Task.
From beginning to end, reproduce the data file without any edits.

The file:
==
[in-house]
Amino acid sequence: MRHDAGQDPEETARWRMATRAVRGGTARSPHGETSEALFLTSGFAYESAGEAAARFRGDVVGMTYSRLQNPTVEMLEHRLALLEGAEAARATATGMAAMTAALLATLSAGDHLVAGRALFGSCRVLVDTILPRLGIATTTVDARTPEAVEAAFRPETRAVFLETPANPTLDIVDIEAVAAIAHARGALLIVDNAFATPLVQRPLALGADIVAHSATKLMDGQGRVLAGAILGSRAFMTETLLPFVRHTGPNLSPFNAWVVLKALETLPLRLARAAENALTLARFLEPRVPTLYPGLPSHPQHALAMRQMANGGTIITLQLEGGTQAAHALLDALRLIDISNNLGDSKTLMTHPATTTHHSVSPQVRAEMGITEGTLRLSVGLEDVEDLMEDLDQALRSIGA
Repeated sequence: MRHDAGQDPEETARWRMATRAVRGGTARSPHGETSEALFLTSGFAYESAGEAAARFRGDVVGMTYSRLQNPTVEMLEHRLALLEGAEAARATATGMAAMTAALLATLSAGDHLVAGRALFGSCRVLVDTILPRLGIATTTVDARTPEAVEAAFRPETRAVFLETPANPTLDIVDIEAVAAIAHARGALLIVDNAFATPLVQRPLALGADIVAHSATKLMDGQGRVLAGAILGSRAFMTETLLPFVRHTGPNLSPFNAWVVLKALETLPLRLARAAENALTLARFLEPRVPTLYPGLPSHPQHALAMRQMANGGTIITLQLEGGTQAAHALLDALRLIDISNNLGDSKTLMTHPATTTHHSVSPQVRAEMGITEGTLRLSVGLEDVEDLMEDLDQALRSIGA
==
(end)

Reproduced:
[in-house]
Amino acid sequence: MRHDAGQDPEETARWRMATRAVRGGTARSPHGETSEALFLTSGFAYESAGEAAARFRGDVVGMTYSRLQNPTVEMLEHRLALLEGAEAARATATGMAAMTAALLATLSAGDHLVAGRALFGSCRVLVDTILPRLGIATTTVDARTPEAVEAAFRPETRAVFLETPANPTLDIVDIEAVAAIAHARGALLIVDNAFATPLVQRPLALGADIVAHSATKLMDGQGRVLAGAILGSRAFMTETLLPFVRHTGPNLSPFNAWVVLKALETLPLRLARAAENALTLARFLEPRVPTLYPGLPSHPQHALAMRQMANGGTIITLQLEGGTQAAHALLDALRLIDISNNLGDSKTLMTHPATTTHHSVSPQVRAEMGITEGTLRLSVGLEDVEDLMEDLDQALRSIGA
Repeated sequence: MRHDAGQDPEETARWRMATRAVRGGTARSPHGETSEALFLTSGFAYESAGEAAARFRGDVVGMTYSRLQNPTVEMLEHRLALLEGAEAARATATGMAAMTAALLATLSAGDHLVAGRALFGSCRVLVDTILPRLGIATTTVDARTPEAVEAAFRPETRAVFLETPANPTLDIVDIEAVAAIAHARGALLIVDNAFATPLVQRPLALGADIVAHSATKLMDGQGRVLAGAILGSRAFMTETLLPFVRHTGPNLSPFNAWVVLKALETLPLRLARAAENALTLARFLEPRVPTLYPGLPSHPQHALAMRQMANGGTIITLQLEGGTQAAHALLDALRLIDISNNLGDSKTLMTHPATTTHHSVSPQVRAEMGITEGTLRLSVGLEDVEDLMEDLDQALRSIGA